Single homes in Vancouver nudge mark where prices can fall: board

By Staff, with files from The Canadian Press | June 4, 2018 | Last updated on June 4, 2018
3 min read

Home sales across Metro Vancouver tumbled last month, when compared with May 2017, and the Real Estate Board of Greater Vancouver says the drop in sales raises the potential of lower prices for some home types.

The board says 2,833 properties sold in its region in May, a 35.1% plunge from sales recorded in the same time last year, although May’s sales were up nearly 10% over transactions in April.

Read: GTA home sales down 22% in May, but prices remain strong

A news release from the real estate board says sales in May were 19.3% below the 10-year average for the month.

Board president Phil Moore says low sales and a nearly 10% jump in the number of newly listed properties between April and May has pushed selection to its highest level in two years.

Moore says supply is still below the 10-year average, but when the total number of single detached home sales is divided by total listings for that type of property, the ratio is 14.7, nearing the indicator where downward pressure on prices can occur.

The sales-to-active listings ratios for townhomes and condominiums are higher, at 30.8% for townhomes and 41.7% for condominiums, well above the 20% mark that the board says can trigger upward pressure on prices.

“For home sellers to be successful in today’s market, it’s important to price your property competitively given the shifting dynamics we’re experiencing,” Moore says in the release.

The composite benchmark price for all residential properties in Metro Vancouver is $1,094,000, an 11.5% increase over May 2017.

Sales of detached properties across Metro Vancouver fell 40.2% in May, compared with May 2017, while the benchmark price was set at $1,608,000, a 2.4% increase year over year.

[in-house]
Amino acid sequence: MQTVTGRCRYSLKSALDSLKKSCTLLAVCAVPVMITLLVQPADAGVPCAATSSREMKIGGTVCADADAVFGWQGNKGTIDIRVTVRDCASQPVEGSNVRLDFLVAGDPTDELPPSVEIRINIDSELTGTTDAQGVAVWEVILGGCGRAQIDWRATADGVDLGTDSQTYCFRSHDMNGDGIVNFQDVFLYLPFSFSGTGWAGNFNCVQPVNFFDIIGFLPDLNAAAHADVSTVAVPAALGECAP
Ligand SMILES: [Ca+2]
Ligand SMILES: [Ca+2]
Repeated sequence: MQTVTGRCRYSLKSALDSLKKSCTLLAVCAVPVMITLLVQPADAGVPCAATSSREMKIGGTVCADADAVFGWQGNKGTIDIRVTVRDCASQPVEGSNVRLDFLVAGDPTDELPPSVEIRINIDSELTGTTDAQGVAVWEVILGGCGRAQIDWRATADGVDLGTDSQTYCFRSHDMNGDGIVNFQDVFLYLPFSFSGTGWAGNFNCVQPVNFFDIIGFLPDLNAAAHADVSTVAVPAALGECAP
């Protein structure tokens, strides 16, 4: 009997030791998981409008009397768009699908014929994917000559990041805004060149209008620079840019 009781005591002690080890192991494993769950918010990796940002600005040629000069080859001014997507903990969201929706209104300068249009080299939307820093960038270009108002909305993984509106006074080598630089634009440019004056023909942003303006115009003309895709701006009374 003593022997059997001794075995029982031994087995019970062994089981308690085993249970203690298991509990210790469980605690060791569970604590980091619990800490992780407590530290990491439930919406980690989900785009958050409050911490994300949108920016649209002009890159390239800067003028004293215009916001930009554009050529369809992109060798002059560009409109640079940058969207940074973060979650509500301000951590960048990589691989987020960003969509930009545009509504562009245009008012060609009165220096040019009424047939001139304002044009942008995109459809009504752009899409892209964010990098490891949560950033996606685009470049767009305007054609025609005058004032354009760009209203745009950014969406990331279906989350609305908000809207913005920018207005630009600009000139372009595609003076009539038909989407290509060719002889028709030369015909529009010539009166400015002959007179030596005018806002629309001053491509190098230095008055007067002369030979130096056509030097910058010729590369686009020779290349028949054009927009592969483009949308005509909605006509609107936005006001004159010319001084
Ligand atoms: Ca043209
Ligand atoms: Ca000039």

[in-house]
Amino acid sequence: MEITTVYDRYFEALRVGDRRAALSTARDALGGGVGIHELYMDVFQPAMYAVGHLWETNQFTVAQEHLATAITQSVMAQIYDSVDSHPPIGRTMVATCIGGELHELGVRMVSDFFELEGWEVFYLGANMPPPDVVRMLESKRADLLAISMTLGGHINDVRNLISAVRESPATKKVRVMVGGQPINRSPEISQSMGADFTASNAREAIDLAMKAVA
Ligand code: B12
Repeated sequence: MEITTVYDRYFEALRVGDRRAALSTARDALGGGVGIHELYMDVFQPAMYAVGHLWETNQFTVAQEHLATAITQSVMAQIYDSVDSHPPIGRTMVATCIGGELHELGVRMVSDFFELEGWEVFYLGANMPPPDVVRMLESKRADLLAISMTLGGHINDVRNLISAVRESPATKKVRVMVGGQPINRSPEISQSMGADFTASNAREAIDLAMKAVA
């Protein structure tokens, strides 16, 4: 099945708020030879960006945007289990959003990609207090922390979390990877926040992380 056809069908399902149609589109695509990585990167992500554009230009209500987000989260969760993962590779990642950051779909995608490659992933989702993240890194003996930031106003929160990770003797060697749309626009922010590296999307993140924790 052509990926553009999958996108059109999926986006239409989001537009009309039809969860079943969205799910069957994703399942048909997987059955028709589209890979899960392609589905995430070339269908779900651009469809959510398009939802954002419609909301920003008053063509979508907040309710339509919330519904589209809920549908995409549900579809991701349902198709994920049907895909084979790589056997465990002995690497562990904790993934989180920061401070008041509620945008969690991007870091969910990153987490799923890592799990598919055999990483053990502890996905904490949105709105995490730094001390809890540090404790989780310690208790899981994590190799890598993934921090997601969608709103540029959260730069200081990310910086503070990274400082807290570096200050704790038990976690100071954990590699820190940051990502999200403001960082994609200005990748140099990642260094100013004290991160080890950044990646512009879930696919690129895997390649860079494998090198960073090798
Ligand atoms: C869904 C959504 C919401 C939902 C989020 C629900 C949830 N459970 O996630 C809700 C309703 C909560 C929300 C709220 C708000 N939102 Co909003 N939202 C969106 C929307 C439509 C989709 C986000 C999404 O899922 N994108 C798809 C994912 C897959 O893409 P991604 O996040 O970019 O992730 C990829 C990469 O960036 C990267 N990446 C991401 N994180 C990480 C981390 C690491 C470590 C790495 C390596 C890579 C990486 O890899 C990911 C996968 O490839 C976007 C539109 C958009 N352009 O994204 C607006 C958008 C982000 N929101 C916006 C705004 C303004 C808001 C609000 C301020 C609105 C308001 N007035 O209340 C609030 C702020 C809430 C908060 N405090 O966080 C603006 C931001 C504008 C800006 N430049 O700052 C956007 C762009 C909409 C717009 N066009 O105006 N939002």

Sales of condominiums and townhomes also dropped last month when compared with the year before, down 29.3% for condos and 39.8% for townhomes.

The benchmark price for condos was up 20% to $701,700, and townhomes jumped 16% to $859,500 over the same period, but the board says price increases for both types of properties have remained under 1% since April.

Study suggests a supply-side approach to housing policy

A study on Vancouver housing prices from the UBC Sauder Centre of Social Innovation & Impact Investing summarizes several reports on the forces affecting home prices in that city, as well as across Canada. The reports show that government intervention in housing policy tends to focus on reducing demand, e.g., through tax increases, instead of improving supply conditions.

Such demand-focused policy has had limited impact on house prices to date, and has negative consequences, says the study.

For example, “It is possible that higher marginal taxes on single family homes above $3 [million] will actually increase the price of condominiums and townhomes in the region as they become the affordable option,” says the study.

Further, the government’s demand-side approach is based on capturing higher tax revenues from growing property values, and then directly investing those revenues in social and affordable housing.

“The failure to consider legislation that will improve supply conditions ultimately means that the cost of delivering on those government targets for social housing will be higher, since the underlying land values will remain high and competition for labour will be increased, unless there is a significant regional slowdown in construction,” says the study.

In comparison, focusing on supply-side policy, such as implementing measures to improve density and reducing regulation costs, seem to have little downside, says the study.

Read the full report.

Also read:

Tax penalties tied to real estate increasing in Ontario, B.C.

Rental income and tax benefits make it worthwhile to be a landlord: CIBC poll

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Staff, with files from The Canadian Press

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